Compare the sphere and the cube in the above image to see this effect. So, how do we perform this converging? This is a simple matter. Which is best solved with another image:


where:

v = 3D point
v’ = projection screen point
y, z = Y- and Z-coordinates from v
y’ = Y-coordinate from v’
d = distance to projection plane
α = Field of View (FOV)

The projection plane could be thought of as the screen, where all 3D points are projected onto. We want to solve y’, the Y-coordinate for the screen. If you look closely, you can see that there are two similar triangles: eye-v-Zaxis and eye-v’-Zaxis. This gives us:
     y’    z’    d
--- = --- = ---
y z z

The distance to the projection plane is the same as the Z-distance for the projection plane. Solving for y’ gives:
    y’ = d * y / z

And that’s it! Do the same for X and you got your 2D screen coordinates.

One thing remaining, what is d? For this, we need to make use of some trigonometry. First of all, we assume the projection plane is going from -1..1 in X and Y (making it 2x2):
             1
tan α = ---
d

1
d = ------- = cot α
tan α

And we got d. One thing to take care of is the aspect ratio of the screen. To make sure things get projected correctly for rectangular projection planes, you must scale the d for the X-projection by the aspect ratio. Usually, d for the Y-projection is kept as the source. Remember also, that our projection plane’s dimensions ranged from -1 to 1. In order to make that fit our screen, or viewport, we get:
    d = cot α
dx = (d / (width / height) + 1) * viewportWidth/2
dy = (d + 1) * viewportHeight/2

For dx, we scale d by the aspect ratio of the screen. Then we add 1 to create the range 0..2. At last, we multiply by half of the viewport width to get correct pixel coordinates. Pretty much the same for dy, except there is no aspect ratio correction.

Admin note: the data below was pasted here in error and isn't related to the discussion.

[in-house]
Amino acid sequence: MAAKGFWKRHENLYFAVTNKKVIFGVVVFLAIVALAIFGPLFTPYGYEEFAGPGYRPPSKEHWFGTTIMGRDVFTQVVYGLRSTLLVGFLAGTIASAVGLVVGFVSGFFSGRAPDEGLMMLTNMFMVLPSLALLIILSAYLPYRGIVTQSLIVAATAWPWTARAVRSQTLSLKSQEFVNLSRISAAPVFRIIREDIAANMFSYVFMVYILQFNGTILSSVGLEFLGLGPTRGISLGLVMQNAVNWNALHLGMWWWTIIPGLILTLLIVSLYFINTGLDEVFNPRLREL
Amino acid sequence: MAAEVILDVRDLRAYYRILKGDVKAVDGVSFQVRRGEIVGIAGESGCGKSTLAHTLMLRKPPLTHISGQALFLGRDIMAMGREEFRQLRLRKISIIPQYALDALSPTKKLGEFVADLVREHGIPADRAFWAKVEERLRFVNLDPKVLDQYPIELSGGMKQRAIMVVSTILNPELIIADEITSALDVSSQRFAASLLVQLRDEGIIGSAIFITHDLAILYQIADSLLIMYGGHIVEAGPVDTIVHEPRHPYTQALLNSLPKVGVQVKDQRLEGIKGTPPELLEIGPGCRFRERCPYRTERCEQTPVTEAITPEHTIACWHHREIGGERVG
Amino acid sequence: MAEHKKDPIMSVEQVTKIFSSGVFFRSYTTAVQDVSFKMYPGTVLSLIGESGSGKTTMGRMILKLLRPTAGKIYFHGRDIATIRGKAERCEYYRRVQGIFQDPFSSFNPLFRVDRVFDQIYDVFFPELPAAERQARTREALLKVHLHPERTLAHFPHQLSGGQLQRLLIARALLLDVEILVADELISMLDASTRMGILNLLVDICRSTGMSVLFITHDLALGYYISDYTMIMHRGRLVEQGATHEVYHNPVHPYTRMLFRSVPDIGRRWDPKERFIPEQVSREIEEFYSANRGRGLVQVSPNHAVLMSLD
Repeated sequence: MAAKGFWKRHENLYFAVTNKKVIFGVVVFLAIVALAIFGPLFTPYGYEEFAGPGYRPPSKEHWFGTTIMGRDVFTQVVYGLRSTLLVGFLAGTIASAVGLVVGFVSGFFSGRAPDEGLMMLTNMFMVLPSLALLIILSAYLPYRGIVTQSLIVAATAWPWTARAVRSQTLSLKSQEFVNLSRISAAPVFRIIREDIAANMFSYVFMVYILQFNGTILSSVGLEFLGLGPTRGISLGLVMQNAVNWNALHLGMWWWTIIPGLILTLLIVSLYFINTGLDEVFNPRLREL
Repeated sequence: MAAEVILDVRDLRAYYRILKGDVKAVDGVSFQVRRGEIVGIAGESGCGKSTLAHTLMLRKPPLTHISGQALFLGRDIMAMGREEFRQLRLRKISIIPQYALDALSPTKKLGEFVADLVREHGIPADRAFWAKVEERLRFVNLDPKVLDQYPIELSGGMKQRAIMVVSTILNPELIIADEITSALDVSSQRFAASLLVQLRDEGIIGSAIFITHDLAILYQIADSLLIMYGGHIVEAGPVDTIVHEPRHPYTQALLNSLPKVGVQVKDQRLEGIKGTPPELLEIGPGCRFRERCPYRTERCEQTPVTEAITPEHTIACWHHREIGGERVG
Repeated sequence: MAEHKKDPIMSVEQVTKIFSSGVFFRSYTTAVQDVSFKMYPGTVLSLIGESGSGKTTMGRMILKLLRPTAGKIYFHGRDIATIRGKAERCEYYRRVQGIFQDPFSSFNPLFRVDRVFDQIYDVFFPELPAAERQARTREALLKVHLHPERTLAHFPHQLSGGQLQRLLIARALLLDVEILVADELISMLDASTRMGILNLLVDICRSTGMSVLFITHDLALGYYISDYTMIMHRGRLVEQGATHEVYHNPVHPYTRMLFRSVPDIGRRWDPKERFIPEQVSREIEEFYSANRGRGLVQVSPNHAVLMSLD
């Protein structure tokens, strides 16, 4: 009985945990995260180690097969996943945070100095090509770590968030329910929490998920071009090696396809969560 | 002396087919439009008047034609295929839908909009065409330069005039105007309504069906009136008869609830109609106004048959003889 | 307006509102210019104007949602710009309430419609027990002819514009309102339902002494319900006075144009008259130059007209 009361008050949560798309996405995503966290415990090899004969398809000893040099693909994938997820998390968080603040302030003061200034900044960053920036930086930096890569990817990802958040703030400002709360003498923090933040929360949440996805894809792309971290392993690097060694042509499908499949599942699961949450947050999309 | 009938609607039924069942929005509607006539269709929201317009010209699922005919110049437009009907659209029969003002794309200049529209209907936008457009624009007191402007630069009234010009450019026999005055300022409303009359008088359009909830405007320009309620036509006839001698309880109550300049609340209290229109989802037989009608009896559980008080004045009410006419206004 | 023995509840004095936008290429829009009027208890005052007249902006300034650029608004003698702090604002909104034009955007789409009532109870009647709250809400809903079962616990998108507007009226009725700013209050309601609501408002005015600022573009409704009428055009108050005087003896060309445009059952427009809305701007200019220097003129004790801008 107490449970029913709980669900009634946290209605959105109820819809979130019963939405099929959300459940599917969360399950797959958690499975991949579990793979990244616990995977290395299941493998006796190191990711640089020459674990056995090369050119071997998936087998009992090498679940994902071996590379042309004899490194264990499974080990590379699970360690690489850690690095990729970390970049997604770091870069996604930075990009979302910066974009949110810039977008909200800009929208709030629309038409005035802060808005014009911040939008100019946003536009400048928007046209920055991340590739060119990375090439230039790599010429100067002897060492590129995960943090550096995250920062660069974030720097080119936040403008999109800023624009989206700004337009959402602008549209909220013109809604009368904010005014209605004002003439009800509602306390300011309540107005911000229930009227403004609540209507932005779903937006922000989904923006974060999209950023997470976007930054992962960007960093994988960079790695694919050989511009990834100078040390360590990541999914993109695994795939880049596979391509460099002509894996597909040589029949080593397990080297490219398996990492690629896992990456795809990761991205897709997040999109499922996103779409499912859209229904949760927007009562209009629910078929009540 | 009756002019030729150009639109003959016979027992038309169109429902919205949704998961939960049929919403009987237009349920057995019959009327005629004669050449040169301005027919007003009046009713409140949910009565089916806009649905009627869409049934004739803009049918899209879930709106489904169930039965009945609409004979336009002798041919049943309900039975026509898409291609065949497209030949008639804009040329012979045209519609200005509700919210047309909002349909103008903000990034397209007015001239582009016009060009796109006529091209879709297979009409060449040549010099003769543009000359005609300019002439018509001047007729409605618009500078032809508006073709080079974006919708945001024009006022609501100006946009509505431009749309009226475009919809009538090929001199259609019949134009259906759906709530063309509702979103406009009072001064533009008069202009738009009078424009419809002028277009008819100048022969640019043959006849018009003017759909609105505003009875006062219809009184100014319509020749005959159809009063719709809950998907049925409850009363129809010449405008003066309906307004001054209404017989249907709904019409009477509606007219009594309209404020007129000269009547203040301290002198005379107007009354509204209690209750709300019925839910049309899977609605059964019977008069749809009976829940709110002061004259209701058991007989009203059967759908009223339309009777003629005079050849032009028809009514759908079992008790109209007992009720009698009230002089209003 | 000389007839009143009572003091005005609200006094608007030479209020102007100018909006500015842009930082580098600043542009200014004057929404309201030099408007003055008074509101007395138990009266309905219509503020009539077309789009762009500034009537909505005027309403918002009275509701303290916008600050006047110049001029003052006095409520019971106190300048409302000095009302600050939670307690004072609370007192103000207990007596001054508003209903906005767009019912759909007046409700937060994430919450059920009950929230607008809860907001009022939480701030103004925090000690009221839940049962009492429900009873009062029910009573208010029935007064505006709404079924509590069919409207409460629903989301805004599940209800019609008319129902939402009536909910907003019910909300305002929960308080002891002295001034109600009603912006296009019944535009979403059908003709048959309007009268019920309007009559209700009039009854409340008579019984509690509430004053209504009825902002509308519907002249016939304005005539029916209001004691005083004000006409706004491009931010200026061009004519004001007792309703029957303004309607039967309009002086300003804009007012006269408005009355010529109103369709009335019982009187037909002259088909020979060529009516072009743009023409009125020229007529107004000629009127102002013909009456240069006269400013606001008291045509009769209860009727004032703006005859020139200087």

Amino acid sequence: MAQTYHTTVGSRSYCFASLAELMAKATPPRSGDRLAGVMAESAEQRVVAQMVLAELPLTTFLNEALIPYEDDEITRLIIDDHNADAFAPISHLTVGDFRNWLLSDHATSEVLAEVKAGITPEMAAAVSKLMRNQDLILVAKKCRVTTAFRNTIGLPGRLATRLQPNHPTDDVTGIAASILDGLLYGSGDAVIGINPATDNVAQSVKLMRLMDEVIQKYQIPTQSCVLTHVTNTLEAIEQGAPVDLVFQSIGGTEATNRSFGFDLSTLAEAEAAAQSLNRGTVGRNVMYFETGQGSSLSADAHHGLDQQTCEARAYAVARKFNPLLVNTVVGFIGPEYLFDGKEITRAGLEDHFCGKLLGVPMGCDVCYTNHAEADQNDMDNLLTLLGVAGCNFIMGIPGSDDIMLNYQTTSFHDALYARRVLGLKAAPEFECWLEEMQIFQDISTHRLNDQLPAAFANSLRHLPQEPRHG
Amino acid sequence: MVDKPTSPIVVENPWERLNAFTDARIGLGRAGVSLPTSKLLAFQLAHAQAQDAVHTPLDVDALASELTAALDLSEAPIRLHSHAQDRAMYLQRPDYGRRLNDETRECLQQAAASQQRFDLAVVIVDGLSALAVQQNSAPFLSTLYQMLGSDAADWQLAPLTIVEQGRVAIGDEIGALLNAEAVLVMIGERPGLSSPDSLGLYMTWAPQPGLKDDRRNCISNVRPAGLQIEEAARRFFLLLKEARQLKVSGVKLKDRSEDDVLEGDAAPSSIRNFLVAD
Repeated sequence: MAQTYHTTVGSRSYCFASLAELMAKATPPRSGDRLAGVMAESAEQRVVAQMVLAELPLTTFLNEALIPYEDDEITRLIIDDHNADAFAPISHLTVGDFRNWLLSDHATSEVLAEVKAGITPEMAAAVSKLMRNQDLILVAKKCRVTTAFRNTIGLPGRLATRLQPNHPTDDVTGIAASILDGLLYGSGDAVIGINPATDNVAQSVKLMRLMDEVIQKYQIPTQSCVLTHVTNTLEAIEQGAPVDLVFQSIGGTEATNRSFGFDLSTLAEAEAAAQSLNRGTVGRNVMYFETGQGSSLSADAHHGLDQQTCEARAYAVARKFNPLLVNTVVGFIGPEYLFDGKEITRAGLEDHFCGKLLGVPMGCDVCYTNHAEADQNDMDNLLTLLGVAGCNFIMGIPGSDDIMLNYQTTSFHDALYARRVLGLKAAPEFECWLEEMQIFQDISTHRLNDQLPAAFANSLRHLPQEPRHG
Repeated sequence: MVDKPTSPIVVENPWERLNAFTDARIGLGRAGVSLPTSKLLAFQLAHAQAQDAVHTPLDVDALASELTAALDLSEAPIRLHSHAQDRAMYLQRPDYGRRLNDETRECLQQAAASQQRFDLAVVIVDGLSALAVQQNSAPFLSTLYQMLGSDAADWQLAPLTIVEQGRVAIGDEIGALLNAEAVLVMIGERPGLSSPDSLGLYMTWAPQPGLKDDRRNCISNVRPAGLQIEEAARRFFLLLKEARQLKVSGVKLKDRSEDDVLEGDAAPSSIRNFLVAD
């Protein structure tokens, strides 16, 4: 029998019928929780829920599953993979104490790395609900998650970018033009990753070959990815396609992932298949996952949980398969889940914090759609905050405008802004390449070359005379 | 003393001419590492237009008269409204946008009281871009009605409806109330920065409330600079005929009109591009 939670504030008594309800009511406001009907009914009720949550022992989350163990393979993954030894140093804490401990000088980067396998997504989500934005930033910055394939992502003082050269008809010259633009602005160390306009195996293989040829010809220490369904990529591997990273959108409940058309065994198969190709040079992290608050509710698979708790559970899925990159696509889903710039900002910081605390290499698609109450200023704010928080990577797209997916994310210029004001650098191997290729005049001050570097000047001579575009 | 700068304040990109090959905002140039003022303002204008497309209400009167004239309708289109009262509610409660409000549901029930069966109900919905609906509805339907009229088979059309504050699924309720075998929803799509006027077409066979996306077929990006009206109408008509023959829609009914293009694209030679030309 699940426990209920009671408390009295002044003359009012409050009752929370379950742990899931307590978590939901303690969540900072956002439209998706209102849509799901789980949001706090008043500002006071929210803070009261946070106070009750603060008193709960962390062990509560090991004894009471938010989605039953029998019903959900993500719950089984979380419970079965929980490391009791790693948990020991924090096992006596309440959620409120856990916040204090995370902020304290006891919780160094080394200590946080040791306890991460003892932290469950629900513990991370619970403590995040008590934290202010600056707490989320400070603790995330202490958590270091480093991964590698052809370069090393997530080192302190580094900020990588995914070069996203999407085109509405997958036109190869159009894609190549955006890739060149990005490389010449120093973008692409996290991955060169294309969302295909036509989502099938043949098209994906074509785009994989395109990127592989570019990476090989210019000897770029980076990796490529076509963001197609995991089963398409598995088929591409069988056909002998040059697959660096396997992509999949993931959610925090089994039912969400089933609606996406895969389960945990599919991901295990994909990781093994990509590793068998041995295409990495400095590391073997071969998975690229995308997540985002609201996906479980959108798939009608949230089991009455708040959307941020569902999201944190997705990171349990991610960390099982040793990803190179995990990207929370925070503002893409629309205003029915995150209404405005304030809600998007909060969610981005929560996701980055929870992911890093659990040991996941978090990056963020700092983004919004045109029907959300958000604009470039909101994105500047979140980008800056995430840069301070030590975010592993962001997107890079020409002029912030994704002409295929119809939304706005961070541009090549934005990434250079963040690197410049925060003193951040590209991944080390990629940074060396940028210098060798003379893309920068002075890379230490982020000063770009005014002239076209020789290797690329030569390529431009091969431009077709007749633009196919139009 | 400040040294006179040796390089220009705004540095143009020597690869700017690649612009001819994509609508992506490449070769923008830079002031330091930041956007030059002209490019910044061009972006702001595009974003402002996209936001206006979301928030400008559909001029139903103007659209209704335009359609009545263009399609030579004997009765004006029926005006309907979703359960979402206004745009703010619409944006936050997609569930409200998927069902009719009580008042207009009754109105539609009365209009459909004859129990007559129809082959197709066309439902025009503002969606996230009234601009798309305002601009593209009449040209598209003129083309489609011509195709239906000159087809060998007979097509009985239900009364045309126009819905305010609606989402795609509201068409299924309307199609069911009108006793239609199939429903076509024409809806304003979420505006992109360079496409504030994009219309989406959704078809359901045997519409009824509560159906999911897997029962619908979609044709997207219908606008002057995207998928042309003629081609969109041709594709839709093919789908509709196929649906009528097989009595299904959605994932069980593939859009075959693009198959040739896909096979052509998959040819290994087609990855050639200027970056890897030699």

It’s quite some math involved, we admit that. But we give you a thorough walk through the concept of perspective projection, something that will come in handy later on.

Now after we’ve seen the good sides, let’s see the bad too. First of all, you MUST make sure that the Z-coordinate of the vertices will NEVER be 0 because the perspective projection will cause a division by zero. There are methods to avoid that though, one of them is to add some kind of offset to the z coordinate of the vertices (like 0.001 or 0.0001) before projecting. Although simple this method is not very correct or robust. The best way is to set a near clipping plane just in front of the projection plane and clip the vertices against it. Clipping will be discussed in another tutorial but we wanted to tell you that there are solutions. When we clip against some plane we make sure that everything behind the plane will not be considered for further processing.

Another related, very serious problem is that when the Z-coordinates get negative the X- and Y-coordinates get flipped. To avoid this problem one can use the same trick as for the z equal to 0 problem ? to use a near clipping plane.

Well that’s it about projection really. It’s enough to start creating some neat graphics.

This tutorial also comes with sample commented source in which you can check the stuff that you don’t understand and to see how projection is implemented practically.

Next time, we will talk about geometry in 3D and triangle rasterizing. 'Till then, cya!

Download source code for this article

원본 사이트 : http://www.devmaster.net/articles/software-rendering/part2.php